Ghazal 16, Verse 4

{16,4}*

mauj-e saraab-e dasht-e vafaa kaa nah puuchh ;haal
har ;zarrah mi;sl-e jauhar-e te;G aab-daar thaa

1) the wave of the mirage of the desert of faithfulness-- don't ask about its state!
2) every sand-grain, like the temper of a sword, was glittering/'water-bearing'

Notes:

jauhar : 'Absolute or essential property; skill, knowledge, accomplishment, art; excellence, worth, merit, virtue; ...the diversified wavy mar streaks, or grain of a well-tempered sword'. (Platts p.399)


aab-daar : 'Polished, bright; of a good water (as gems); well-tempered (as steel, &c.); sharp (as a sword, &c.); pure, clean, white'. (Platts p.1)

Nazm:

That is, the way the temper-lines of a sword are aab-daar , in the same way so were the sand-grains of the wave of the mirage. The result is that in the land of passion, swords rain down. (17)

== Nazm page 17

Vajid:

Urdu text: Vajid 1902 {16}

Bekhud Dihlavi:

The way a wave in a mirage gives the illusion of water and causes the death of the water-seeker, in the desert of faithfulness there can be no success except an imaginary hope. An example of this is given: the sand-grain of the desert of faithfulness is aab-daar like the temper of a sword. The point is that faithfulness, in the end, takes the lover's life. (36)

Naiyar Masud:

At first glance, what claims our attention in this verse is the admirably contradictory use of the word aab-daar . In place of only 'sword', by means of 'temper of a sword' the effect of the simile aab-daar is augmented. And to the extent that the generality of 'every sand-grain' increases its intensity, to the same extent it also increases the meaningfulness of the simile (because the aspect of the temper of a sword, since it resembles small dots, is similar to sand-grains). aab-daar means 'glittering'. Sand-grains also glitter, and in a desert this glitter not only increases the feeling of heat and thirst, but also makes the effect of stoniness and unkindness and dryness more powerful.

aab-daar [literally] means 'water-bearing'. This is the opposite of the first meaning, but the basis for the simile even now remains perfect and just as it was. If we take aab-daar to mean 'water-bearing', then the simile becomes that every sand-grain was ready to offer water-- but in the same way as the temper of a sword remains ready to offer water to its prey; that is, to take him down into the valley of death.... Such an extraordinary and remarkable simile, at which even a metaphor would gaze in stupefaction-- not to speak of other poets, even in Ghalib's poetry such things are rarely to be found. (120-121)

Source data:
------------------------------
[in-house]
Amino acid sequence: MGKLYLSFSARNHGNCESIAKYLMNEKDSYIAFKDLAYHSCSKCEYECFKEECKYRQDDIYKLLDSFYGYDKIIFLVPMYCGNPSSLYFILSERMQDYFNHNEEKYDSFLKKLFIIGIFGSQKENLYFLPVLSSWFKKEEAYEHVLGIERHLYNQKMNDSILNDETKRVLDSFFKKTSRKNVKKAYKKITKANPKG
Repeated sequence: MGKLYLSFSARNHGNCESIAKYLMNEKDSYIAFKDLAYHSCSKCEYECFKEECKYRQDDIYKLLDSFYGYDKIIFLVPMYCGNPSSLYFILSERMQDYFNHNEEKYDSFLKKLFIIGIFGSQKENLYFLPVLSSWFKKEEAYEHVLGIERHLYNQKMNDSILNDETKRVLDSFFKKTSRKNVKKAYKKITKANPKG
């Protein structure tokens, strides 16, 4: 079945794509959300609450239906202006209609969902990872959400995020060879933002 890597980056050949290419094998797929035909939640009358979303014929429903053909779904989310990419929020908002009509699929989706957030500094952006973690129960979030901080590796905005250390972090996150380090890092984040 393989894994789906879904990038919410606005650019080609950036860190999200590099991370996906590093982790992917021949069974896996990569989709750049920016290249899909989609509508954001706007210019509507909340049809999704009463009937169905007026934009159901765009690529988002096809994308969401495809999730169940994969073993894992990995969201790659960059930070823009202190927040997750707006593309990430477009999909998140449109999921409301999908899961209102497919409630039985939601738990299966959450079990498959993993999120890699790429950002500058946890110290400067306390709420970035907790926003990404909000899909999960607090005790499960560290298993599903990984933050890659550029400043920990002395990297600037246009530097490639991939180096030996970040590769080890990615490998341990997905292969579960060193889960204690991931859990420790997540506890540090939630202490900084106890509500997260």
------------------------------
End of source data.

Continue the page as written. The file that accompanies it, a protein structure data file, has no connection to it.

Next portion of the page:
When you draw near to an ordinary mirage, you realize that this too, like the rest of the desert, is a patch of ground; but when you draw near to the mirage of the desert of faithfulness, you realize that this patch of ground is distinct from the rest of the desert of faithfulness, because in this patch of ground every sand-grain is aab-daar like the temper of a sword. That is, unlike ordinary mirages, the mirage of the desert of faithfulness does not content itself with merely not satisfying your thirst; rather, it brings you additional troubles. (122)

In the word 'was' the implication 'is not' is present....

From the above interpretation we have seen that in the mirage of the desert of faithfulness there's no water to be seen; something like a wave of sand-grains glittering like the temper of a sword is to be seen. (129)

[If we remove the optional i.zaafat after saraab, we have a vocative: 'Oh Wave of the Mirage! Don't ask about the state of the desert of faithfulness', which yields further interpretive possibilities.]

== (1973: 129, 131-132)

FWP:

SETS == INEXPRESSIBILITY; WORDPLAY
DESERT: {3,1}
JAUHAR: {5,4}
SWORD: {1,3}
ZARRAH: {15,12}

ABOUT MIRAGES: Mirages are not that common in Ghalib's imagery, but in the divan there's {97,12}, and there's also the unpublished {130,5x}. Compare Mir's use of a mirage in M{485,1}.

It's a fantastic verse-- harsh, eerie, ominous. It sticks in my mind like a thorn. Naiyar Masud's detailed explication is many pages long and well worth reading in full. I have very little to add to it.

The key to the verse, as the commentators have pointed out, is the versatility of aab-daar , with its literal meaning of 'water-possessing' and its actual sense of 'glittering'. Both meanings are fully activated by the verse (for more such cases, see {120,3}). The aab itself is also echoed in saraab , 'mirage'. The glitter of a sword or of water; the threat/promise of sword/water (and to the passionate lover a sword may be a promise too). The mirage as a real vision of a false hope; the 'desert of faithfulness' as a lonesome, deadly wasteland. Do mirages actually come in waves? They seem to shimmer on the horizon, perhaps in a wave-like way.

The verse is resonantly full of long aa vowels in general-- emotional-sounding vowels, aren't they? like the aah of a sigh-- with the next largest group their short form a .